Regulator Ofgem has announced the setting up of an independent advisory group on Britain’s Capacity Market.

The CM is the marketplace which establishes values payable to generators or storage contractors offering capacity at times of network shortages, both anticipated and unexpected.

More dynamic management of the CM, enabling it to react faster to changing market conditions, and delivering operational decisions with greater transparency, head the rationale for the new group.

Every one of the 18 respondents answering Ofgem’s three-month consultation agreed that reform is needed.

Irreversible radical reshaping of Britain’s power landscape towards distributed generation provided from intermittent renewables places ever greater importance on the Capacity Market.  When the wind doesn’t blow, and the sun shines too little, the CM picks up system slack, to ensure the nation’s lights stay on.

The problem for Ofgem has been that changing CM rules has increased in duration, complexity and administrative burden since its inception alongside the Capacity Market in 2014.

The regulator first told the industry in April 2019 that the CM needed reform. It ran a workshops and in January invited written evidence.

Ofgem yesterday set out its full reasons here. The advisory group will be known as CMAG. Would-be participants have until Monday 13 June to apply, by emailing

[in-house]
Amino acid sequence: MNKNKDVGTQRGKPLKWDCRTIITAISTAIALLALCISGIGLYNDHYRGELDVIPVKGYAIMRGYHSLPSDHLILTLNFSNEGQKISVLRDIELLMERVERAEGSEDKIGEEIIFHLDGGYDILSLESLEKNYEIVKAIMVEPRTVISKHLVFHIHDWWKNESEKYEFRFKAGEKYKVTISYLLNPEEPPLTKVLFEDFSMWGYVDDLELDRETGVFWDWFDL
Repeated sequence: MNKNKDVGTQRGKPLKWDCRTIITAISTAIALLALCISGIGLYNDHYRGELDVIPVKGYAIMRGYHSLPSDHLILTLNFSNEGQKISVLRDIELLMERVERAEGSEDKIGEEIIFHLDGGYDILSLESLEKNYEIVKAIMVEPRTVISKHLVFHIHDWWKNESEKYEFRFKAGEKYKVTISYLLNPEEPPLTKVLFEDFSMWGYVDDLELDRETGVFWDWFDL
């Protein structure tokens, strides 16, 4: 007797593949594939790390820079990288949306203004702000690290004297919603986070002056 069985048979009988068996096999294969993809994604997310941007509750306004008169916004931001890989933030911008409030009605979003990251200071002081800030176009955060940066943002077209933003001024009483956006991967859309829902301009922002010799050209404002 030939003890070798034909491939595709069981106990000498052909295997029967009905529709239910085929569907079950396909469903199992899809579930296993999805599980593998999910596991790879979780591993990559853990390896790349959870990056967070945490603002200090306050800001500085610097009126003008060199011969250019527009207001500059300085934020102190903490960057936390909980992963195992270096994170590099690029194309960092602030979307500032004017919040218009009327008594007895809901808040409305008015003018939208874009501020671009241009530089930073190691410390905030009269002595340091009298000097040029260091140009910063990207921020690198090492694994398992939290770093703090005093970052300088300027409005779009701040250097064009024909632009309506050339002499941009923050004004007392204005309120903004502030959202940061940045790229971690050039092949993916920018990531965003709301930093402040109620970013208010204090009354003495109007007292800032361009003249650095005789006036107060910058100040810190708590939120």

“We expect the Capacity Market (advisory group) to be a route to establish industry’s priorities for CM Rules changes and to facilitate industry participants to collaborate effectively to identify the most beneficial changes”, the paper says.

“We hope to work collaboratively with CMAG and industry going forward in order to establish these priorities and to effectively deliver CM Rules changes that have a positive effect on the operation of the Capacity Market”, it adds.

Endorsing the view of 14 of the 18 stakeholders who replied, the regulator confirmed power trading Elexon, overseers of the Balancing and Settlement Code, as convenor and administrator to the CMAG group.  A modification to the BSC is needed to rubber-stamp the appointment.

Elexon’s chief executive Simon McCalla said: “The CM plays an important role in securing electricity supplies and we are very pleased that Ofgem has confirmed that Elexon will take on the CMAG secretariat role. We already work closely with BSC Parties to develop and consult on reforms to the BSC, and we can apply this significant expertise and experience to managing the CMAG on behalf of Ofgem, for the benefit of industry parties and consumers.”


Please enter your comment!
Please enter your name here